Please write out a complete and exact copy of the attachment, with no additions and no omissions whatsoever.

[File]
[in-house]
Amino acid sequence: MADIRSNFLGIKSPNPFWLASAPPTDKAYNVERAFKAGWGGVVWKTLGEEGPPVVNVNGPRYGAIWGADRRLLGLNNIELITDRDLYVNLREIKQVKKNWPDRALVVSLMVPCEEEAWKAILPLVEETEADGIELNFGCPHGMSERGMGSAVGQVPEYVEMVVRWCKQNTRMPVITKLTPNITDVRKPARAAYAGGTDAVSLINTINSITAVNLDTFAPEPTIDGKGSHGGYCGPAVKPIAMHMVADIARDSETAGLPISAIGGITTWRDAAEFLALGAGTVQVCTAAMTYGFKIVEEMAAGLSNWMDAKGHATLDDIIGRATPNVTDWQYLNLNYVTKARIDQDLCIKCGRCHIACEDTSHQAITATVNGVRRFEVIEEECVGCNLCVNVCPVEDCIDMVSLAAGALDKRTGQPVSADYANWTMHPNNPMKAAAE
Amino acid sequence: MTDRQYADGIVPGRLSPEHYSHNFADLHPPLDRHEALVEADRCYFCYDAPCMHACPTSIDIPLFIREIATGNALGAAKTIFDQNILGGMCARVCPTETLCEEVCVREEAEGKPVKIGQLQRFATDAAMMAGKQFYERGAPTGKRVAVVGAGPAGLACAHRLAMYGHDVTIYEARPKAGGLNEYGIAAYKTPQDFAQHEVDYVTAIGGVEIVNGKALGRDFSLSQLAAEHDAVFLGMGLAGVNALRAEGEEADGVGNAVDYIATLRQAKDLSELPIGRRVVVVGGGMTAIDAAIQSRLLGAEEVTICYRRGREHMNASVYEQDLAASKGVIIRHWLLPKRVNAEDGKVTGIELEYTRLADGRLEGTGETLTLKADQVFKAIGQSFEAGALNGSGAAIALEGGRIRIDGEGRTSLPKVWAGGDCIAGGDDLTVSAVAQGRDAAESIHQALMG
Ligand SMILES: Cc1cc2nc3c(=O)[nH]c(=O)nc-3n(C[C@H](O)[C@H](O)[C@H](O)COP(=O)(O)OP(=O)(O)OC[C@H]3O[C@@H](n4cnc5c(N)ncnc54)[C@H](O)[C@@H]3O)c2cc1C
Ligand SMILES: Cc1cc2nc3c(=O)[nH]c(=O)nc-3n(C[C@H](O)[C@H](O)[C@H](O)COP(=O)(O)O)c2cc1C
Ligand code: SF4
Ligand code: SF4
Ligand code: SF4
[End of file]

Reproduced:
[in-house]
Amino acid sequence: MADIRSNFLGIKSPNPFWLASAPPTDKAYNVERAFKAGWGGVVWKTLGEEGPPVVNVNGPRYGAIWGADRRLLGLNNIELITDRDLYVNLREIKQVKKNWPDRALVVSLMVPCEEEAWKAILPLVEETEADGIELNFGCPHGMSERGMGSAVGQVPEYVEMVVRWCKQNTRMPVITKLTPNITDVRKPARAAYAGGTDAVSLINTINSITAVNLDTFAPEPTIDGKGSHGGYCGPAVKPIAMHMVADIARDSETAGLPISAIGGITTWRDAAEFLALGAGTVQVCTAAMTYGFKIVEEMAAGLSNWMDAKGHATLDDIIGRATPNVTDWQYLNLNYVTKARIDQDLCIKCGRCHIACEDTSHQAITATVNGVRRFEVIEEECVGCNLCVNVCPVEDCIDMVSLAAGALDKRTGQPVSADYANWTMHPNNPMKAAAE
Amino acid sequence: MTDRQYADGIVPGRLSPEHYSHNFADLHPPLDRHEALVEADRCYFCYDAPCMHACPTSIDIPLFIREIATGNALGAAKTIFDQNILGGMCARVCPTETLCEEVCVREEAEGKPVKIGQLQRFATDAAMMAGKQFYERGAPTGKRVAVVGAGPAGLACAHRLAMYGHDVTIYEARPKAGGLNEYGIAAYKTPQDFAQHEVDYVTAIGGVEIVNGKALGRDFSLSQLAAEHDAVFLGMGLAGVNALRAEGEEADGVGNAVDYIATLRQAKDLSELPIGRRVVVVGGGMTAIDAAIQSRLLGAEEVTICYRRGREHMNASVYEQDLAASKGVIIRHWLLPKRVNAEDGKVTGIELEYTRLADGRLEGTGETLTLKADQVFKAIGQSFEAGALNGSGAAIALEGGRIRIDGEGRTSLPKVWAGGDCIAGGDDLTVSAVAQGRDAAESIHQALMG
Ligand SMILES: Cc1cc2nc3c(=O)[nH]c(=O)nc-3n(C[C@H](O)[C@H](O)[C@H](O)COP(=O)(O)OP(=O)(O)OC[C@H]3O[C@@H](n4cnc5c(N)ncnc54)[C@H](O)[C@@H]3O)c2cc1C
Ligand SMILES: Cc1cc2nc3c(=O)[nH]c(=O)nc-3n(C[C@H](O)[C@H](O)[C@H](O)COP(=O)(O)O)c2cc1C
Ligand code: SF4
Ligand code: SF4
Ligand code: SF4